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Significant Changes to Family Law in Illinois

The Illinois Marriage and Dissolution of Marriage Act (IMDMA), which governs marriage, divorce, custody, and support in Illinois, is undergoing a major overhaul. Senate Bill 57, which was passed on May 31 and approved by the governor on July 21 of this year, will go into effect on January 1, 2016 and has major implications for many aspects of Illinois family law.

"Heart Balm" Action Implications

Senate Bill 57 eliminates a category of civil actions known as "heart balm" actions, due to the idea that the person bringing the lawsuit is doing so due to a broken heart. Plaintiffs will no longer be able to bring actions for alienation of affection (an action against a third party, such as a spouse's lover or family member, for causing the breakdown of the marriage), breach of promise to marry (an action against a former partner for a broken engagement), or "criminal conversion" (an action for adultery). The Illinois Bar Law Journal noted in their findings that the general assembly pointed to heart balm action as based on antiquated notions of gender roles, and used to harass rather than to mend broken hearts.

is undergoing a major overhaul. Senate Bill 57, which was passed on May 31 and approved by the governor on July 21 of this year, will go into effect on January 1, 2016 and has major implications for many aspects of Illinois family law.

"Heart Balm" Action Implications

Senate Bill 57 eliminates a category of civil actions known as "heart balm" actions, due to the idea that the person bringing the lawsuit is doing so due to a broken heart. Plaintiffs will no longer be able to bring actions for alienation of affection (an action against a third party, such as a spouse's lover or family member, for causing the breakdown of the marriage), breach of promise to marry (an action against a former partner for a broken engagement), or "criminal conversion" (an action for adultery). The Illinois Bar Law Journal noted in their findings that the general assembly pointed to heart balm action as based on antiquated notions of gender roles, and used to harass rather than to mend broken hearts.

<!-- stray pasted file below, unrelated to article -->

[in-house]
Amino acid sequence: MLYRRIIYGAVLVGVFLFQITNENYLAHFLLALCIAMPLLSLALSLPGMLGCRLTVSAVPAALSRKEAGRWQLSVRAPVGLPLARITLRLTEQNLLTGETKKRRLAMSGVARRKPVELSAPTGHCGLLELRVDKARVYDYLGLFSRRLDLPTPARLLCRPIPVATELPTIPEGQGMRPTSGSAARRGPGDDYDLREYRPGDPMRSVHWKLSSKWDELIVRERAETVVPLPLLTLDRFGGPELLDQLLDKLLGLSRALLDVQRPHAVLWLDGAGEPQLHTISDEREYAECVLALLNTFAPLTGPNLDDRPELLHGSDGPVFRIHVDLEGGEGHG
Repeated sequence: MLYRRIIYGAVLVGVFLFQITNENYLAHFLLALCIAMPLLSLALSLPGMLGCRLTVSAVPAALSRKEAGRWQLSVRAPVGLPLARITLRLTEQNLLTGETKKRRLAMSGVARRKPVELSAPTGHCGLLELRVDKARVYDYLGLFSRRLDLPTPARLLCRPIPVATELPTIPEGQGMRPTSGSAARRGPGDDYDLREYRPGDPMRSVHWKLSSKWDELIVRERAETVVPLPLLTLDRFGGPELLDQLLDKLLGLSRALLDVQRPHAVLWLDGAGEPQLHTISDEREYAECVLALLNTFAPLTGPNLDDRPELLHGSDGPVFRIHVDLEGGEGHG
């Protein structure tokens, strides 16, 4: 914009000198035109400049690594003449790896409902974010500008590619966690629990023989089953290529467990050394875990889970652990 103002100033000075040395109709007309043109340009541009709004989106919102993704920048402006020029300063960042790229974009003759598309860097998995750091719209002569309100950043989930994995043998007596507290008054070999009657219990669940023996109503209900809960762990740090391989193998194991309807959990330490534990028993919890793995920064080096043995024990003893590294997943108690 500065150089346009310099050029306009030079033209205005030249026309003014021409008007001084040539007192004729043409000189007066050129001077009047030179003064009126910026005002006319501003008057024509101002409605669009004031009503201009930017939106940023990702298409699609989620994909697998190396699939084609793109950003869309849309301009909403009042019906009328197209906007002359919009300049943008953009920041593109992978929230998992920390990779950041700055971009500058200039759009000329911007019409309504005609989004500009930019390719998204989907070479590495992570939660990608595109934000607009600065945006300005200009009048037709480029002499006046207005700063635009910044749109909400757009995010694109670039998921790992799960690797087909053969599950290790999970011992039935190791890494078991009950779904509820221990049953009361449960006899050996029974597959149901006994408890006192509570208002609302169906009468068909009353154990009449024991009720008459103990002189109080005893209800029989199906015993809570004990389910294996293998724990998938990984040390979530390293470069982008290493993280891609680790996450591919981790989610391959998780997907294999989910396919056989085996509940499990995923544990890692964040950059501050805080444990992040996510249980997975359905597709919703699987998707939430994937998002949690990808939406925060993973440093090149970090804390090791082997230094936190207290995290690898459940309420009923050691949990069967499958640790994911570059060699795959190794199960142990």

Family Law Implications

The General Assembly's changes to family law are similarly significant. The changes to divorce law, including an elimination of fault grounds for divorce, represent an attempt to "get rid of legal fictions" and allow the process to reflect what the General Assembly believes to be the real dynamics of divorce. The bill also changes the process for allocating marital property, and requires the court to provide rationale for the allocations made during property division.

Similarly, the changes to custody law--now identified as the allocation of parental responsibility and parenting time--also appear to reflect the realities of co-parenting after a divorce. The bill focuses on allocating parenting time between the parents and designating which parent is responsible for which significant decisions about the children, rather than determining "sole" or "joint" custody.

The bill also makes significant changes to the requirements regarding parental relocation; parents will now be required to obtain leave of court to relocate based on distance, rather than whether or not the new residence is out-of-state. That change also reflects the reality for many parents; if the original residence is near the Illinois border, moving out-of-state may be potentially more convenient for continuing a parenting plan than moving within the Illinois border.

Contact Our Illinois Family Law Attorneys

With all of these changes about to go into effect, it is important to find an attorney who is experienced in family law and will be able to help you navigate new requirements. If you have questions about what these changes might mean for you, contact the experienced DuPage County family law attorneys at The Stogsdill Law Firm, P.C. to schedule an consultation.

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